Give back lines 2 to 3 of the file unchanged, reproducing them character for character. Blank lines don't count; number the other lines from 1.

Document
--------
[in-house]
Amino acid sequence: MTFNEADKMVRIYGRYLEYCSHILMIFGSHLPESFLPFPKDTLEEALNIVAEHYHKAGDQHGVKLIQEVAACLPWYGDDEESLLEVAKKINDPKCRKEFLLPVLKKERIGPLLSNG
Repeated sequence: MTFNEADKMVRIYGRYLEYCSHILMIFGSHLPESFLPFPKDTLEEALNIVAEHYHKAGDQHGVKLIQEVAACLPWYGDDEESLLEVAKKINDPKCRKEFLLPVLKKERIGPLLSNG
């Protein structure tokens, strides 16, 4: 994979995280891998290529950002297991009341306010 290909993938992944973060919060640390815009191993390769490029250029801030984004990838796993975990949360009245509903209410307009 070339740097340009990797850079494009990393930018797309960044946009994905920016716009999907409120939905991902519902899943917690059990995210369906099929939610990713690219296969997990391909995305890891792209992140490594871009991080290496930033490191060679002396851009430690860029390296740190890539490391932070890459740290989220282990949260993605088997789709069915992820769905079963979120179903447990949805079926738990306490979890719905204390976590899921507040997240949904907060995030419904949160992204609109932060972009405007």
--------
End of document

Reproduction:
Amino acid sequence: MTFNEADKMVRIYGRYLEYCSHILMIFGSHLPESFLPFPKDTLEEALNIVAEHYHKAGDQHGVKLIQEVAACLPWYGDDEESLLEVAKKINDPKCRKEFLLPVLKKERIGPLLSNG
Repeated sequence: MTFNEADKMVRIYGRYLEYCSHILMIFGSHLPESFLPFPKDTLEEALNIVAEHYHKAGDQHGVKLIQEVAACLPWYGDDEESLLEVAKKINDPKCRKEFLLPVLKKERIGPLLSNG